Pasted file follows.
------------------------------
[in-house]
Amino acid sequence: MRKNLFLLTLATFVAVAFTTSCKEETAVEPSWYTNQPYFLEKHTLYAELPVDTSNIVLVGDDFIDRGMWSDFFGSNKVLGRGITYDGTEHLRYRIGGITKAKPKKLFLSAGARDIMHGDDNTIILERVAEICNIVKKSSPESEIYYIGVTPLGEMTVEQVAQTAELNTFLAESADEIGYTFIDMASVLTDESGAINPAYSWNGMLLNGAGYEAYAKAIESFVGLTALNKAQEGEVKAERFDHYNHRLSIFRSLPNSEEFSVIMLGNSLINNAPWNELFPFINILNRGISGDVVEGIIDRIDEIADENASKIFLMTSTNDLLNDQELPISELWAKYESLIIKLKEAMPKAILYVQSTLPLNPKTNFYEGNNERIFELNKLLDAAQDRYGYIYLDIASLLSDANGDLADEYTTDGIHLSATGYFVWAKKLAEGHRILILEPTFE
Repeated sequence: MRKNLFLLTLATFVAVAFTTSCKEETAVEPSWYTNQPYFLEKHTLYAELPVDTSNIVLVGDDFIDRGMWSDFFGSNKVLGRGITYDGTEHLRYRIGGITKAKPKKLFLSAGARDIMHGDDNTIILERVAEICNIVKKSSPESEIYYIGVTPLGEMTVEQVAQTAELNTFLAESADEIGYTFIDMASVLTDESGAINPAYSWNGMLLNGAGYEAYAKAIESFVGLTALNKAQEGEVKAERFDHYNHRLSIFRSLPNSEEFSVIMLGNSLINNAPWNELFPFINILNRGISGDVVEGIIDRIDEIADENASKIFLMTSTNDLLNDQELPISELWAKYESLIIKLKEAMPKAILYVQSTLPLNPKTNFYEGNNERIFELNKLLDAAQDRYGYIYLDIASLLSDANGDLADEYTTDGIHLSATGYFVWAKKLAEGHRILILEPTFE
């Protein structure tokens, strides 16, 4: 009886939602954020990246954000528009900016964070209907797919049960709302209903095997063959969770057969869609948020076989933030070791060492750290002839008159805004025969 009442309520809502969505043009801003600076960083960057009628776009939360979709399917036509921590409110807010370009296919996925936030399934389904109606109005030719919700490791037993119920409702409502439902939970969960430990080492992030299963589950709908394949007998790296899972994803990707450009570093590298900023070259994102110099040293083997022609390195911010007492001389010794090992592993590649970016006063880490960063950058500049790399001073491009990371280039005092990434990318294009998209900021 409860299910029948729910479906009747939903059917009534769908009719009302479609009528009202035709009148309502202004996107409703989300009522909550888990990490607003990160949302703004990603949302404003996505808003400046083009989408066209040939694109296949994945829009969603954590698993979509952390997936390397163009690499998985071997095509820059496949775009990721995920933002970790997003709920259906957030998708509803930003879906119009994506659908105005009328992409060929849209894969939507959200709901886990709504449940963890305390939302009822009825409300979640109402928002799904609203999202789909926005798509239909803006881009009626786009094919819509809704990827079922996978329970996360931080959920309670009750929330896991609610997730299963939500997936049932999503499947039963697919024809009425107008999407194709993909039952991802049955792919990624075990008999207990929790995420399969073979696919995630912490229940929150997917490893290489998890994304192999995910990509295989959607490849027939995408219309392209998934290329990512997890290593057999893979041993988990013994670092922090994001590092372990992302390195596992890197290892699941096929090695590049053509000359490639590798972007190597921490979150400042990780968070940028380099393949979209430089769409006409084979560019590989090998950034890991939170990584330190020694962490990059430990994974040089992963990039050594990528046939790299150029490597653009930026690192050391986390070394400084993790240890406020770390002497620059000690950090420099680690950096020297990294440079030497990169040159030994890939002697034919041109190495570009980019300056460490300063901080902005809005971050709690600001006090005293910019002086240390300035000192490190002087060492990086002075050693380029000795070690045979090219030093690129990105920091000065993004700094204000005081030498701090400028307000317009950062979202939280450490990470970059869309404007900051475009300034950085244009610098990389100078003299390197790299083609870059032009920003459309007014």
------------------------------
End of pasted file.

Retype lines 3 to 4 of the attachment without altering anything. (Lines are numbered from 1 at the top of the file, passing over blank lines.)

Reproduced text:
Repeated sequence: MRKNLFLLTLATFVAVAFTTSCKEETAVEPSWYTNQPYFLEKHTLYAELPVDTSNIVLVGDDFIDRGMWSDFFGSNKVLGRGITYDGTEHLRYRIGGITKAKPKKLFLSAGARDIMHGDDNTIILERVAEICNIVKKSSPESEIYYIGVTPLGEMTVEQVAQTAELNTFLAESADEIGYTFIDMASVLTDESGAINPAYSWNGMLLNGAGYEAYAKAIESFVGLTALNKAQEGEVKAERFDHYNHRLSIFRSLPNSEEFSVIMLGNSLINNAPWNELFPFINILNRGISGDVVEGIIDRIDEIADENASKIFLMTSTNDLLNDQELPISELWAKYESLIIKLKEAMPKAILYVQSTLPLNPKTNFYEGNNERIFELNKLLDAAQDRYGYIYLDIASLLSDANGDLADEYTTDGIHLSATGYFVWAKKLAEGHRILILEPTFE
């Protein structure tokens, strides 16, 4: 009886939602954020990246954000528009900016964070209907797919049960709302209903095997063959969770057969869609948020076989933030070791060492750290002839008159805004025969 009442309520809502969505043009801003600076960083960057009628776009939360979709399917036509921590409110807010370009296919996925936030399934389904109606109005030719919700490791037993119920409702409502439902939970969960430990080492992030299963589950709908394949007998790296899972994803990707450009570093590298900023070259994102110099040293083997022609390195911010007492001389010794090992592993590649970016006063880490960063950058500049790399001073491009990371280039005092990434990318294009998209900021 409860299910029948729910479906009747939903059917009534769908009719009302479609009528009202035709009148309502202004996107409703989300009522909550888990990490607003990160949302703004990603949302404003996505808003400046083009989408066209040939694109296949994945829009969603954590698993979509952390997936390397163009690499998985071997095509820059496949775009990721995920933002970790997003709920259906957030998708509803930003879906119009994506659908105005009328992409060929849209894969939507959200709901886990709504449940963890305390939302009822009825409300979640109402928002799904609203999202789909926005798509239909803006881009009626786009094919819509809704990827079922996978329970996360931080959920309670009750929330896991609610997730299963939500997936049932999503499947039963697919024809009425107008999407194709993909039952991802049955792919990624075990008999207990929790995420399969073979696919995630912490229940929150997917490893290489998890994304192999995910990509295989959607490849027939995408219309392209998934290329990512997890290593057999893979041993988990013994670092922090994001590092372990992302390195596992890197290892699941096929090695590049053509000359490639590798972007190597921490979150400042990780968070940028380099393949979209430089769409006409084979560019590989090998950034890991939170990584330190020694962490990059430990994974040089992963990039050594990528046939790299150029490597653009930026690192050391986390070394400084993790240890406020770390002497620059000690950090420099680690950096020297990294440079030497990169040159030994890939002697034919041109190495570009980019300056460490300063901080902005809005971050709690600001006090005293910019002086240390300035000192490190002087060492990086002075050693380029000795070690045979090219030093690129990105920091000065993004700094204000005081030498701090400028307000317009950062979202939280450490990470970059869309404007900051475009300034950085244009610098990389100078003299390197790299083609870059032009920003459309007014």